Health experts say they don’t expect the coronavirus to slow down flu vaccine production in the U.S. and actually are anticipating producing more vaccines for the upcoming season.
What’s more, preliminary data out of Australia, where the flu season is underway, shows an increase in vaccinations, despite lockdown measures due to COVID-19.
The surprising assessment about the upcoming flu season comes as the medical community is focusing on devising a vaccine or cure for the coronavirus, which has hampered food supply chains, shut down transportation and manufacturing industries, and closed universities conducting various types of research over the past two months.
Still, manufacturers expect to produce more than 188 million doses of the flu vaccine for this season, compared to 175 million doses last season, according to Litjen Tan, chief strategy officer of the Immunization Action Coalition, a nonprofit that distributes information about vaccines and the diseases they prevent.
“The reason they increased supply was because of the anticipating impact of COVID,” Mr. Tan said. “I think they really bumped it up because we really want to get the flu off the table this year. We really want to get people protected so that when COVID-19 resurges we’re not going to have flu as a competing factor for health care but also as a competing factor for diagnosis since symptoms are pretty similar.”
In Australia, about 62% of the population has received a flu vaccination this year, compared to 41% last year, Mr. Tan said, citing provisional numbers.
The flu season in Australia spans from April to October, usually peaking in August. For the U.S., flu activity begins to increase in October and most often peaks between December and February.
Since the vast majority of flu vaccines are manufactured with eggs, efforts to develop a vaccine for COVID-19 should not impact vaccine production for influenza, said Dr. William Schaffner, an infectious disease specialist at Vanderbilt University.
The coronavirus outbreaks in the U.S. appeared during the tail end of the flu season, and there have been a handful of reports of patients being infected with both flu and COVID-19 at the same time, Dr. Schaffner said.
“What we anticipate is that there will likely be a double-barreled respiratory virus season with both flu and COVID-19, more or less simultaneously active,” Dr. Schaffner said. “And of course, the two of them resemble each other in clinical presentation, which will lead to a lot of confusion and concern both on the part of the public and providers.”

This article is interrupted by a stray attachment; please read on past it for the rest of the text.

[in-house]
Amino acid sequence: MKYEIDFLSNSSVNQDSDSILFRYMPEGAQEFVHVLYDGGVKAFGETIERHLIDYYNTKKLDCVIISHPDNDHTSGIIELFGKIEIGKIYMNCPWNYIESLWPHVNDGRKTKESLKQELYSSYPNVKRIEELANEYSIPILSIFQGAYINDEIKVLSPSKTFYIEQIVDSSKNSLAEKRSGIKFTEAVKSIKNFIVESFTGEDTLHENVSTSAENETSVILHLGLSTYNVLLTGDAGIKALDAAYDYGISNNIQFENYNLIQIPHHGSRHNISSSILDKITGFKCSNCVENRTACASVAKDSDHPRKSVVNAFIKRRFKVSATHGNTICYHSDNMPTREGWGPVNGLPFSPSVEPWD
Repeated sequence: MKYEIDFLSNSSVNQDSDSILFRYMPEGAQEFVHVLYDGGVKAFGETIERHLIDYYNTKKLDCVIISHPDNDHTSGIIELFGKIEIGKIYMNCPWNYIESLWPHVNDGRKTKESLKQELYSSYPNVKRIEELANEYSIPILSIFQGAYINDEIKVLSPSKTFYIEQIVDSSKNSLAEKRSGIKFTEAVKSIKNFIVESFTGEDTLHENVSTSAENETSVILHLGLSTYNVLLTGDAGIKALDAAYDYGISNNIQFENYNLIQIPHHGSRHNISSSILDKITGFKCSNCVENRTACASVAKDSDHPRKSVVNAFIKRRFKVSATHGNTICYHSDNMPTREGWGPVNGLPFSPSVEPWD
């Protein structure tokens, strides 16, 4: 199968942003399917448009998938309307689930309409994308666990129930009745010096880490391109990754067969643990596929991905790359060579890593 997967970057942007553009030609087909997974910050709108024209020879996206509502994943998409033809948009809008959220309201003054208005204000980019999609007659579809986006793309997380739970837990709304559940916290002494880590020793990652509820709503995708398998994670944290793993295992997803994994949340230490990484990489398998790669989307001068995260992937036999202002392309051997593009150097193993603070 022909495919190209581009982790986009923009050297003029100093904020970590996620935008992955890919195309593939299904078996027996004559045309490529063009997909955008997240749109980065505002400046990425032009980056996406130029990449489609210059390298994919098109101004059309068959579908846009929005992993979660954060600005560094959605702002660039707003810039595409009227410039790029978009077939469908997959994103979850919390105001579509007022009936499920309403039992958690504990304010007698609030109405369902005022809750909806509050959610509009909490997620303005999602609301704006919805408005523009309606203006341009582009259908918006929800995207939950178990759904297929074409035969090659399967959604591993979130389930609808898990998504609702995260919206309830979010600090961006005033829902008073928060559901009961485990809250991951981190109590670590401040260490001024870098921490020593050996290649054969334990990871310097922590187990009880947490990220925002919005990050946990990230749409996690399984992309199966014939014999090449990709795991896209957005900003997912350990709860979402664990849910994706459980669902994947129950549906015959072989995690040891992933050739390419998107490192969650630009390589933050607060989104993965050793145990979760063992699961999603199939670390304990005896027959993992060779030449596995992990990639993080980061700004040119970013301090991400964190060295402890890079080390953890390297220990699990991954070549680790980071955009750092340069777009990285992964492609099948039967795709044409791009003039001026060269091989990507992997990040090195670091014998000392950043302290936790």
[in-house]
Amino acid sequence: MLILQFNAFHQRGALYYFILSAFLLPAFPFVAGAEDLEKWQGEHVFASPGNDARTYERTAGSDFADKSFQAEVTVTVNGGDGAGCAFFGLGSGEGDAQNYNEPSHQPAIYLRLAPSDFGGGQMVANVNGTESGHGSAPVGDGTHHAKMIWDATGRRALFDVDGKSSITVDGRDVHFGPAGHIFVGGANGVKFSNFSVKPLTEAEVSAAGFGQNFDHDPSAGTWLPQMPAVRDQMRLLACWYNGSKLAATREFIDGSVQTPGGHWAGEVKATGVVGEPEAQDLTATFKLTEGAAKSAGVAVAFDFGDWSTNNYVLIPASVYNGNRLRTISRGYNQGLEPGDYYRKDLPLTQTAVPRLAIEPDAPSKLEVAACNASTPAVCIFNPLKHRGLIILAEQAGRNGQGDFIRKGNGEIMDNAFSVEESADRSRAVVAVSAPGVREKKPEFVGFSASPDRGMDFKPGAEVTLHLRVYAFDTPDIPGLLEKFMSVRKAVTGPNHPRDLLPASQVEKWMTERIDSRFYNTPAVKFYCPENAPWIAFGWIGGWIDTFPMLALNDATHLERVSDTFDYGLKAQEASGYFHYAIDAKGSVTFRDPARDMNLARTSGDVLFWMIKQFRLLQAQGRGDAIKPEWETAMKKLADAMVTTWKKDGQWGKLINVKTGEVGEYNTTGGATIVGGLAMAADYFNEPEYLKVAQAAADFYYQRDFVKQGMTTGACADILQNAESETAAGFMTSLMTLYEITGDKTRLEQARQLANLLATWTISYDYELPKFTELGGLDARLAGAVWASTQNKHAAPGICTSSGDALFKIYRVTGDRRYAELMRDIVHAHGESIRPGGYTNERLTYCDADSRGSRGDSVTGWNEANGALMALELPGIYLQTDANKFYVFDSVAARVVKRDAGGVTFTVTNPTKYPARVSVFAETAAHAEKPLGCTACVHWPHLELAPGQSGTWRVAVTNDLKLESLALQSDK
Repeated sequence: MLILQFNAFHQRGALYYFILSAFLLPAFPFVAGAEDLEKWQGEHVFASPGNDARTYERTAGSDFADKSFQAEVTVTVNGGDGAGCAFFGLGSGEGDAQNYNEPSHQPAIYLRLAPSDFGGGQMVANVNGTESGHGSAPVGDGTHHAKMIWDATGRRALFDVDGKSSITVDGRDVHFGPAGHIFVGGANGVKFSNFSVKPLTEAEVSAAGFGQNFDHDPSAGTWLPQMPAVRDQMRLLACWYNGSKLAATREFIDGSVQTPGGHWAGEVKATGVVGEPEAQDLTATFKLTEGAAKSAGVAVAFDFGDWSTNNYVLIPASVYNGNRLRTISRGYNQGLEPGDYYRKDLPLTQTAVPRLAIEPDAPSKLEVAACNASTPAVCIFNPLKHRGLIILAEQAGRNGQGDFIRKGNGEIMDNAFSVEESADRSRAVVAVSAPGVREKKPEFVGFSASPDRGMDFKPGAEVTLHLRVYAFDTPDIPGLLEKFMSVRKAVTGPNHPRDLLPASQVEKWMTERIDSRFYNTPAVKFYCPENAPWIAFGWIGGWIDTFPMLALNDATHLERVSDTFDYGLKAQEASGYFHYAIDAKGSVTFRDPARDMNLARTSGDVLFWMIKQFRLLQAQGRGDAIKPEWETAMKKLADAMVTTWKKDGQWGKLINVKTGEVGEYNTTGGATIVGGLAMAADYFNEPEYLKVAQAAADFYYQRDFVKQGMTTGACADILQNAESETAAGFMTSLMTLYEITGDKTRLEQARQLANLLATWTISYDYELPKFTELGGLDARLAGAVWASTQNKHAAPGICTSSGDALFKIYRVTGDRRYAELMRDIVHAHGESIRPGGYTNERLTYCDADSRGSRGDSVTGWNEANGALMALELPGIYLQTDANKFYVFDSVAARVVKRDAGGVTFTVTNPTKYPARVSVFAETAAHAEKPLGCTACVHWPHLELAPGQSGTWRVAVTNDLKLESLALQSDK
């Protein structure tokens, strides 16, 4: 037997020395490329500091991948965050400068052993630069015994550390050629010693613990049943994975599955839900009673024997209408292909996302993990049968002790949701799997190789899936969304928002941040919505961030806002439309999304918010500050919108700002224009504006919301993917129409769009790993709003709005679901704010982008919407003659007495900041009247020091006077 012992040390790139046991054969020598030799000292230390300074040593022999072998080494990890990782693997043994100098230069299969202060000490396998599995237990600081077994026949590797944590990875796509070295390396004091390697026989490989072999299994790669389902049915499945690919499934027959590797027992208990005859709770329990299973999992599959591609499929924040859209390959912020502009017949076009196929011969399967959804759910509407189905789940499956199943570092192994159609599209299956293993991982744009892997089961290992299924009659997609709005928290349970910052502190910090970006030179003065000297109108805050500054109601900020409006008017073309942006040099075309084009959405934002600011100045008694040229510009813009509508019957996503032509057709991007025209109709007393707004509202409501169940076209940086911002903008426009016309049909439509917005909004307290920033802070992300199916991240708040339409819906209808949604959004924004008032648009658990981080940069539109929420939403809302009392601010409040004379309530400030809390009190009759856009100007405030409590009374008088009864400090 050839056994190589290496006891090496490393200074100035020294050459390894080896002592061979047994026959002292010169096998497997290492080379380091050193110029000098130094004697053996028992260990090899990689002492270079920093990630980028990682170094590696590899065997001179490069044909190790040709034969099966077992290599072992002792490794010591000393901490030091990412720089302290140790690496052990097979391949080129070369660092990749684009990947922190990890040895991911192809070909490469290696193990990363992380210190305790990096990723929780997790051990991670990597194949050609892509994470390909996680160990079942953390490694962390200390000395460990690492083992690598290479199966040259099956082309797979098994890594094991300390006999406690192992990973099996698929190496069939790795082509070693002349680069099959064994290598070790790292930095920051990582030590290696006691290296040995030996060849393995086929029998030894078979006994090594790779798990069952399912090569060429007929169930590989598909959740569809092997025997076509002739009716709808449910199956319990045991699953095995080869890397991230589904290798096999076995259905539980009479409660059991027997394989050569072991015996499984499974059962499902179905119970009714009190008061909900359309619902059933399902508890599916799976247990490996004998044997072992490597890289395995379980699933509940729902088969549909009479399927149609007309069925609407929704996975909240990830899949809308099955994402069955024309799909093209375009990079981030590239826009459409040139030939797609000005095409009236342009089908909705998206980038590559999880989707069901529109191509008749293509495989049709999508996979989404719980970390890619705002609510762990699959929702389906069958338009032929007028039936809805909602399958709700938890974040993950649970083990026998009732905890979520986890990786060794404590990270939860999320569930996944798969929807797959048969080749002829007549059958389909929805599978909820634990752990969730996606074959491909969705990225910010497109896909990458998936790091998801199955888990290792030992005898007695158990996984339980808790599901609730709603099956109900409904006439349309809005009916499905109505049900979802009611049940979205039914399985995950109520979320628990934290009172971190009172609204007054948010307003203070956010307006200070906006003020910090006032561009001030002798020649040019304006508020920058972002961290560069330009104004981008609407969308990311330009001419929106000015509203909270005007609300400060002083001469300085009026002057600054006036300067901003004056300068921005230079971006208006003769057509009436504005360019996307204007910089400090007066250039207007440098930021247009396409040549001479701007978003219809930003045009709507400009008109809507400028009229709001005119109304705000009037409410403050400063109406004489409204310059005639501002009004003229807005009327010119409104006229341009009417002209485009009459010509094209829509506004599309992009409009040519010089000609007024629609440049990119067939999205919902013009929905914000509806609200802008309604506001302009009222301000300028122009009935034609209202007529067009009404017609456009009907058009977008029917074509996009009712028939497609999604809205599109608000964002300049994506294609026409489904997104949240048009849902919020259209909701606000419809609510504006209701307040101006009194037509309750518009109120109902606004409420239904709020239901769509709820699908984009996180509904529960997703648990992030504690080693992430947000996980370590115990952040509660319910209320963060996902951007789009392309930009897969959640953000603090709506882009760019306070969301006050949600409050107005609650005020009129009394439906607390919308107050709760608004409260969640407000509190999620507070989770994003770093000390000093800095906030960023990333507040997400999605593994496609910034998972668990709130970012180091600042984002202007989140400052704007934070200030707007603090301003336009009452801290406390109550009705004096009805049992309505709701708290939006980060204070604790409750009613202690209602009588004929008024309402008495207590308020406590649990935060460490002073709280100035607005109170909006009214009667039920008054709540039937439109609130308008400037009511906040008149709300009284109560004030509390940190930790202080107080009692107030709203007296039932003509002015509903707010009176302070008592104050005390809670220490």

Influenza and COVID-19 share many symptoms, including fever, chills, muscle aches and cough, which tends to be dry with the coronavirus. Other COVID-19 symptoms: shortness of breath, difficulty breathing, loss of taste and smell.
The coronavirus has infected more than 1.6 million people and killed more than 97,000 in the U.S. as of Monday, according to the Johns Hopkins University coronavirus tracker.
Last season, the flu sickened between 39 million to 56 million people, hospitalized 410,000 to 740,000 and killed 24,000 to 62,000 in the U.S., federal estimates show.
The estimated fatality rate for COVID-19 is between 3% and 4%, while the mortality rate for influenza is usually below 0.1%.
While manufacturers expect to produce more flu vaccine doses this year, infectious disease experts worry it might be more difficult to get a flu shot due to the coronavirus pandemic.
“Distribution may be an issue given that people usually go to their doctors’ offices so a lot will depend on the ability to go to your physicians’ offices in the fall when we start administering the vaccine. It will be difficult to have big efforts where you have big clinics where people go and get their flu shots,” said Dr. Sandro Cinti, a professor of infectious diseases at the University of Michigan, Ann Arbor.
He added that it’s important to push people to get the flu vaccine to prevent influenza and to lessen confusion over whether a respiratory illness is the flu or COVID-19 while freeing up the health care system more to respond to coronavirus cases.
While Dr. Cinti thinks people will be able to visit most doctors’ offices to get flu shots, he said there might be more barriers such as booking an appointment when physicians are trying to avoid full waiting rooms.
People might rely more on drive-through and curbside clinics to get their flu shots this season, Mr. Tan said.
“If there were ever a year to get vaccinated against the flu, this is it,” Dr. Schaffner said, adding he hopes COVID-19 ends up being a seasonal illness so that people can get a break from the viral infection.
Health officials recommend that everyone 6 months and older get a flu shot every season.
Flu vaccine production in the U.S. began in the spring after the influenza strains were selected by the World Health Organization.
The three virus strains for the 2020-2021 flu season are an A/Guangdong-Maonan/SWL1536/2019 (H1N1)pdm09-like virus; an A/Hong Kong/2671/2019 (H3N2)-like virus; and a B/Washington/02/2019 (B/Victoria lineage)-like virus.
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